1. All cats must have FVRCP & Feline Leukemia current in the last year. Titers will also be accepted with proper documentation.
2. All cats must have collars removed while being boarded.
3. All cats will be checked for fleas, ear mites, ringworm, any other parasites or contagious conditions. Cats found with such conditions will be treated and the owner will be charged accordingly.
4. All cats must be flea free and disease free (see Upper Respiratory Infection below) and current with an approved flea control product. We offer Advantage, Frontline and Capstar for a very reasonable fee upon admission to our facility.
5. All cats with a history of biting must have a current Rabies vaccine.
6. All cats must arrive and leave our facility in a carrier. NO EXCEPTIONS.
7. We require your preferred veterinarians name and phone number to be on file while boarding. If you do not currently have a preferred veterinarian, we can provide you with names of local veterinarians we have worked with. However, it is your responsibility to choose a veterinarian you feel confident with and trust.
8. We do encourage you to bring your kitty's favorite toy, treats or bed to make your kitty's stay as comfortable as possible. While infrequent, please be aware these articles may become lost or damaged at times.
9. We also require that you bring your cats food from home as this is a much healthier transition during there stay, changing their food may cause them digestive problems and cause them to get sick with diarrhea. Cats that are on a Veterinarian prescription diet, it is mandatory to bring in their food. We do however keep a stock of premium food on hand that will be charge for accordingly.
Feline Upper Respiratory Infection
Kittyland Resort takes great pride in trying to provide you with the cleanest and healthiest boarding facility. However, no boarding kennel is 100% safe from Feline Upper Respiratory Infection, including us. You do take a risk every time you board your cat and there are no guarantees against F.U.R.I. We exercise great care to keep our facility clean, sanitary and properly enclosed. We check each and every cat for visible signs of fleas and disease.
Q: What is feline upper respiratory infection?
A: Feline upper respiratory infection (URI) is a highly contagious disease affecting the nasal passages and sinuses of cats and kittens.
Q: How is it transmitted?
A: Feline URI is transferred between cats by fluid discharged from the mouths and noses of infected cats. Cats shed the virus through the air by sneezing, coughing, or breathing; or by direct physical contact with cages, toys and food bowls.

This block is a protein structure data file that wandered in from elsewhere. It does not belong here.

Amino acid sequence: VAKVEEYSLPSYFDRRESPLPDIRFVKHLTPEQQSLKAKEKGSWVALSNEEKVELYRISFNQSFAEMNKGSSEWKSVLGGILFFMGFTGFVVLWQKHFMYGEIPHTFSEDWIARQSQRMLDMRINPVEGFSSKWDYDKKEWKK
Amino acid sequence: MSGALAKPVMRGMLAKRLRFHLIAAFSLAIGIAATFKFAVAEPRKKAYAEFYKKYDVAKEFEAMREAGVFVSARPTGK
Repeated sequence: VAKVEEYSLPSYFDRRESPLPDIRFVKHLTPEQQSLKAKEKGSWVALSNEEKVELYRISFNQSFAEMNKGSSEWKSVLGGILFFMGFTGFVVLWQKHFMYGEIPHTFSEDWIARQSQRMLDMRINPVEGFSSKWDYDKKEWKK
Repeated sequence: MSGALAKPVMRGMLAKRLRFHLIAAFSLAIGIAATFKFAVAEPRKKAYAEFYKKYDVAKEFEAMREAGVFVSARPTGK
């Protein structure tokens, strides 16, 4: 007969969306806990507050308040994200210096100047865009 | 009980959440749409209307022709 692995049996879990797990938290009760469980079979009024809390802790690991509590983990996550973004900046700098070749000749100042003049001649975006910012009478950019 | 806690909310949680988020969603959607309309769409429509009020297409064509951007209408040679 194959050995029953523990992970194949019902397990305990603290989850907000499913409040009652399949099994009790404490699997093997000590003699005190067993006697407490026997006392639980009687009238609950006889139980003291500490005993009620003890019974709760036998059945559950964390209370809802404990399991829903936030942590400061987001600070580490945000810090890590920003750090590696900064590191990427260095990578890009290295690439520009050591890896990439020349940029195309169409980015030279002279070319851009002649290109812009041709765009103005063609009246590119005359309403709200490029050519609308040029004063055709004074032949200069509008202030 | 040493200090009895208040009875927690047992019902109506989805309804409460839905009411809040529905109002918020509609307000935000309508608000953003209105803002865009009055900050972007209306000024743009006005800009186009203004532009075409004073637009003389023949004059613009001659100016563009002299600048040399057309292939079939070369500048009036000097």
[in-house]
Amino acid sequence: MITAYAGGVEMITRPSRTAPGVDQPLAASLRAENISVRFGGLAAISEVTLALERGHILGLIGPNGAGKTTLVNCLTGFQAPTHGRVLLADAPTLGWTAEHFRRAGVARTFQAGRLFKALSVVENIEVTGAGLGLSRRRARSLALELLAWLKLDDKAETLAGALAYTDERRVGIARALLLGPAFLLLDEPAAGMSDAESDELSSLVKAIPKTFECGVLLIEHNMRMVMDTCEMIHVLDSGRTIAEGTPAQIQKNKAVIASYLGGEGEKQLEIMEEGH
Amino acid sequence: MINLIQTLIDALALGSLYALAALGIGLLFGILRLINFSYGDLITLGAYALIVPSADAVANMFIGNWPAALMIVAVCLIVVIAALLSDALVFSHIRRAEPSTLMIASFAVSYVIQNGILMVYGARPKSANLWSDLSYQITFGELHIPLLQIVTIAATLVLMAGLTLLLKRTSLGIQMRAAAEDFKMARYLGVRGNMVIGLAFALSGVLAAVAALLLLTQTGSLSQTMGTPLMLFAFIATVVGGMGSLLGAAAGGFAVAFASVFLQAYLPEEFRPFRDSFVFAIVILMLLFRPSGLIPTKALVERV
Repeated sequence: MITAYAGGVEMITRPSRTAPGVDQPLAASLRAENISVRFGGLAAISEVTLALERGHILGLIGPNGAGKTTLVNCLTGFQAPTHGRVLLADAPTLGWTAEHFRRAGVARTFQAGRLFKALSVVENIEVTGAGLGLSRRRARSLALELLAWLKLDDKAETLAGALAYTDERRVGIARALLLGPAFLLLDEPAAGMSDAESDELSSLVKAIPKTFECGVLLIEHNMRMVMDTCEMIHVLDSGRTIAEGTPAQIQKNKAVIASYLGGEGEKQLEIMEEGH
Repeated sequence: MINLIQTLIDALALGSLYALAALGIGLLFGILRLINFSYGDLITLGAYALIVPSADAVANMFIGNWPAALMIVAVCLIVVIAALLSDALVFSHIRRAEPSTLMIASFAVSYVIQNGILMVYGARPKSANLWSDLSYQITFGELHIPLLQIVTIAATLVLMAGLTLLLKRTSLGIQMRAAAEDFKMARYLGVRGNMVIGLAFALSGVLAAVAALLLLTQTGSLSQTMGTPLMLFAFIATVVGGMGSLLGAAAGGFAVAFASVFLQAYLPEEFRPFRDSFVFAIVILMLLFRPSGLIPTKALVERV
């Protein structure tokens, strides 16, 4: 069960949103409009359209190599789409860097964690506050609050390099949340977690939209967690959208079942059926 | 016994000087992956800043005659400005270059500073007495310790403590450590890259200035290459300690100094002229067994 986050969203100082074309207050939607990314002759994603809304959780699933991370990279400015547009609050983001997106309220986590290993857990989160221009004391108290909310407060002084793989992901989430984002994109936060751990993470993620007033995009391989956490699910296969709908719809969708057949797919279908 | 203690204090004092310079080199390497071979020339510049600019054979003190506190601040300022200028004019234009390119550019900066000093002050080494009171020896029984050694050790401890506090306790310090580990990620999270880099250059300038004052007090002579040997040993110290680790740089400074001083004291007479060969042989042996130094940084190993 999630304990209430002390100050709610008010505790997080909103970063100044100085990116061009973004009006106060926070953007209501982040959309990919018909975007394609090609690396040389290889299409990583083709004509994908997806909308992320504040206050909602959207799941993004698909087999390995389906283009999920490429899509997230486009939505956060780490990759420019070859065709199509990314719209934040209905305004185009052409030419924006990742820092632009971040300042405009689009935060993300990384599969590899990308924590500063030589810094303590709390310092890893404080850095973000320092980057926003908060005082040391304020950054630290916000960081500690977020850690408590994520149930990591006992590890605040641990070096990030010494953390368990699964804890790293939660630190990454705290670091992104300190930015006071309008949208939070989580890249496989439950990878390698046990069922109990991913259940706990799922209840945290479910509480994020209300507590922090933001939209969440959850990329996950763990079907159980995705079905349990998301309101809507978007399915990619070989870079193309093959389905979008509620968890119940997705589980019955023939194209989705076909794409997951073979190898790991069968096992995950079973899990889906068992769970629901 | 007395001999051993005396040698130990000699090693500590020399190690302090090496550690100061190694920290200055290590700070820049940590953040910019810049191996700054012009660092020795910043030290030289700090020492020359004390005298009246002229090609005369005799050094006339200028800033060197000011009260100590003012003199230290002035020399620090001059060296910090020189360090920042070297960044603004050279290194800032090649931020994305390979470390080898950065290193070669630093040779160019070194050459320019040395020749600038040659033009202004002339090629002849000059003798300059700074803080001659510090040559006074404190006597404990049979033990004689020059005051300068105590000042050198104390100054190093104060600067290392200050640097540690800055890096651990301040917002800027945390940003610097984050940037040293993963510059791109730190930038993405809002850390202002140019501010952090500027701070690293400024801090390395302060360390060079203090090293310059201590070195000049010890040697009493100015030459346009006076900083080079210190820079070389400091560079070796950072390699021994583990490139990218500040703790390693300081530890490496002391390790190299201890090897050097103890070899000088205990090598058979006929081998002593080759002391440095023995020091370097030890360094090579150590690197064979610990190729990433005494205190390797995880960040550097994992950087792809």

Q: What are the signs?
A: Symptoms of feline URI include sneezing; fever; runny nose or red, watery eyes; nasal congestion; and ulcers on the tongue, gums, lips, nose, or roof of mouth. Symptoms are generally mild at first and worsen within one to three days. The incubation period (the time period between infection and the first signs of illness) lasts from 2 to 17 days. The illness typically lasts from one to four weeks.
Q: Which cats get it?
A: Any cat who is stressed by poor nutrition, cold or heat, age, or fear. Cats who are especially at risk for infection include unvaccinated cats, kittens (because they have immature immune systems), and cats whose immune systems are compromised by another disease, such as feline leukemia (FeLV), feline immunodeficiency virus (FIV), cancer, malnutrition, or parasites.
Q: How is feline URI treated?
A: Feline URI is easily treatable even though there are no drugs available to kill the feline URI viruses. Treatment of feline URI is aimed at strengthening the cat’s body and immune system to help the animal fight the virus, and usually consist of vitamins, good nutrition, and good nursing care. Infected cats may stop eating or drinking, and may require special therapy to combat dehydration and malnutrition. The disease can lead to fatal pneumonia if medical care is not provided. A few cats may have chronic (long-lasting) symptoms and some symptoms may recur whenever the cat is stressed or ill.
Q: How is feline URI prevented?
A: Feline URI cannot be totally prevented; many cats will enter the shelter already infected. Sanitation programs, health evaluations, isolation, vaccinations and de-worming all play a part in the control of feline URI.B
We do not accept cats that are FIP (Infectious Peritonitis) positive. Nor can we take cats currently being treated for ringworm. Ringworm is a highly contagious condition and all medication prescribed must be completed 1 week prior to your cat's stay.
Please note Kittyland Reosrt reserves the right to refuse services based on any pets' temperament or health.